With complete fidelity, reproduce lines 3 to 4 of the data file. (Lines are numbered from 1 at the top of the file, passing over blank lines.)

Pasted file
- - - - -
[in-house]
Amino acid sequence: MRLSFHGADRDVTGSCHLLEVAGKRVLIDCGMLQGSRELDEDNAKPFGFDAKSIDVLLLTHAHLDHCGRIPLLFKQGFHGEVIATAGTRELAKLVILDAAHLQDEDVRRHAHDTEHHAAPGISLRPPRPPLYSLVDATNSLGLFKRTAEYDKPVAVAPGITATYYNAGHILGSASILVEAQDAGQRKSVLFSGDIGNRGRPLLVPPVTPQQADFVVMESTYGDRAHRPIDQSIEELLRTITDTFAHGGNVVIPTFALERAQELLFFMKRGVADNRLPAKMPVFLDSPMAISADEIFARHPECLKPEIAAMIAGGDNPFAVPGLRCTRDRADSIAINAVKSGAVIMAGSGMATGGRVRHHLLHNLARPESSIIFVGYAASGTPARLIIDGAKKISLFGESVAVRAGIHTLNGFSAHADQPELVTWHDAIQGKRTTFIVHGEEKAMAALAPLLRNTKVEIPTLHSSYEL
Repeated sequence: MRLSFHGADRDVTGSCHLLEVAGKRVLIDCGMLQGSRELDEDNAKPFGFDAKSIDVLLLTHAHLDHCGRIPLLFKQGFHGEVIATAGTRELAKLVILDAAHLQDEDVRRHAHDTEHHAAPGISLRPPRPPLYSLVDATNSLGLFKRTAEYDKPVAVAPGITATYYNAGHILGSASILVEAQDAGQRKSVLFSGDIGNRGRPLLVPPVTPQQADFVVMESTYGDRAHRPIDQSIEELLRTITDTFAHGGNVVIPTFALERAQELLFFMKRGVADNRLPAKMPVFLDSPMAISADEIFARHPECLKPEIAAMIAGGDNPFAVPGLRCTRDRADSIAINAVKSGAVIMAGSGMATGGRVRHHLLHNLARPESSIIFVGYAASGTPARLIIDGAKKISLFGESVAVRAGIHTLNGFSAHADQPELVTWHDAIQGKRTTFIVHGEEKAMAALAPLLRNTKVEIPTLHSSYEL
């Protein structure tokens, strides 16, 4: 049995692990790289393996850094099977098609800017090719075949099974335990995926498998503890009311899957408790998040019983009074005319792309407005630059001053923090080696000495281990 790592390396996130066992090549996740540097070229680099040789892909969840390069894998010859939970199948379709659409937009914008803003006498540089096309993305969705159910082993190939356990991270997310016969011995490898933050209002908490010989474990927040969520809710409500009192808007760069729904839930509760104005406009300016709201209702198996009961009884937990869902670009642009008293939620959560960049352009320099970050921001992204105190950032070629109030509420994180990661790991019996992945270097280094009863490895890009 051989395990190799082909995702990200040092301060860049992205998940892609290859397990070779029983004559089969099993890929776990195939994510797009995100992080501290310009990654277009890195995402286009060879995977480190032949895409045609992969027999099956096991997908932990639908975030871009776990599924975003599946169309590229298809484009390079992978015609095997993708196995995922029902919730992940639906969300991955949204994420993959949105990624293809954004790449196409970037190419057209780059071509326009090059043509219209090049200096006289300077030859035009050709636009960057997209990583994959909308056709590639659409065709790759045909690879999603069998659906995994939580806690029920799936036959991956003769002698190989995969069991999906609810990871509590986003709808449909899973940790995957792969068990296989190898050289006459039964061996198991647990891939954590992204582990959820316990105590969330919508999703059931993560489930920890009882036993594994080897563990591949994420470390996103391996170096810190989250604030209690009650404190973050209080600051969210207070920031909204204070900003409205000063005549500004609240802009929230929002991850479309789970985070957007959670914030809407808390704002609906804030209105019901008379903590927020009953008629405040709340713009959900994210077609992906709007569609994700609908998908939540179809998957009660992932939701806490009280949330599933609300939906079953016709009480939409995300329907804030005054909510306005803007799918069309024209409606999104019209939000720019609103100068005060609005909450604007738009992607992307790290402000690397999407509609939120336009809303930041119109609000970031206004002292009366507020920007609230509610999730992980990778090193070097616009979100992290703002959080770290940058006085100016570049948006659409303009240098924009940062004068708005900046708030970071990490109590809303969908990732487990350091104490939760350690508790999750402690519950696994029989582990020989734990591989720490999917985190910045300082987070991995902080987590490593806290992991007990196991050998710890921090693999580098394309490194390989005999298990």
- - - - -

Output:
Repeated sequence: MRLSFHGADRDVTGSCHLLEVAGKRVLIDCGMLQGSRELDEDNAKPFGFDAKSIDVLLLTHAHLDHCGRIPLLFKQGFHGEVIATAGTRELAKLVILDAAHLQDEDVRRHAHDTEHHAAPGISLRPPRPPLYSLVDATNSLGLFKRTAEYDKPVAVAPGITATYYNAGHILGSASILVEAQDAGQRKSVLFSGDIGNRGRPLLVPPVTPQQADFVVMESTYGDRAHRPIDQSIEELLRTITDTFAHGGNVVIPTFALERAQELLFFMKRGVADNRLPAKMPVFLDSPMAISADEIFARHPECLKPEIAAMIAGGDNPFAVPGLRCTRDRADSIAINAVKSGAVIMAGSGMATGGRVRHHLLHNLARPESSIIFVGYAASGTPARLIIDGAKKISLFGESVAVRAGIHTLNGFSAHADQPELVTWHDAIQGKRTTFIVHGEEKAMAALAPLLRNTKVEIPTLHSSYEL
């Protein structure tokens, strides 16, 4: 049995692990790289393996850094099977098609800017090719075949099974335990995926498998503890009311899957408790998040019983009074005319792309407005630059001053923090080696000495281990 790592390396996130066992090549996740540097070229680099040789892909969840390069894998010859939970199948379709659409937009914008803003006498540089096309993305969705159910082993190939356990991270997310016969011995490898933050209002908490010989474990927040969520809710409500009192808007760069729904839930509760104005406009300016709201209702198996009961009884937990869902670009642009008293939620959560960049352009320099970050921001992204105190950032070629109030509420994180990661790991019996992945270097280094009863490895890009 051989395990190799082909995702990200040092301060860049992205998940892609290859397990070779029983004559089969099993890929776990195939994510797009995100992080501290310009990654277009890195995402286009060879995977480190032949895409045609992969027999099956096991997908932990639908975030871009776990599924975003599946169309590229298809484009390079992978015609095997993708196995995922029902919730992940639906969300991955949204994420993959949105990624293809954004790449196409970037190419057209780059071509326009090059043509219209090049200096006289300077030859035009050709636009960057997209990583994959909308056709590639659409065709790759045909690879999603069998659906995994939580806690029920799936036959991956003769002698190989995969069991999906609810990871509590986003709808449909899973940790995957792969068990296989190898050289006459039964061996198991647990891939954590992204582990959820316990105590969330919508999703059931993560489930920890009882036993594994080897563990591949994420470390996103391996170096810190989250604030209690009650404190973050209080600051969210207070920031909204204070900003409205000063005549500004609240802009929230929002991850479309789970985070957007959670914030809407808390704002609906804030209105019901008379903590927020009953008629405040709340713009959900994210077609992906709007569609994700609908998908939540179809998957009660992932939701806490009280949330599933609300939906079953016709009480939409995300329907804030005054909510306005803007799918069309024209409606999104019209939000720019609103100068005060609005909450604007738009992607992307790290402000690397999407509609939120336009809303930041119109609000970031206004002292009366507020920007609230509610999730992980990778090193070097616009979100992290703002959080770290940058006085100016570049948006659409303009240098924009940062004068708005900046708030970071990490109590809303969908990732487990350091104490939760350690508790999750402690519950696994029989582990020989734990591989720490999917985190910045300082987070991995902080987590490593806290992991007990196991050998710890921090693999580098394309490194390989005999298990």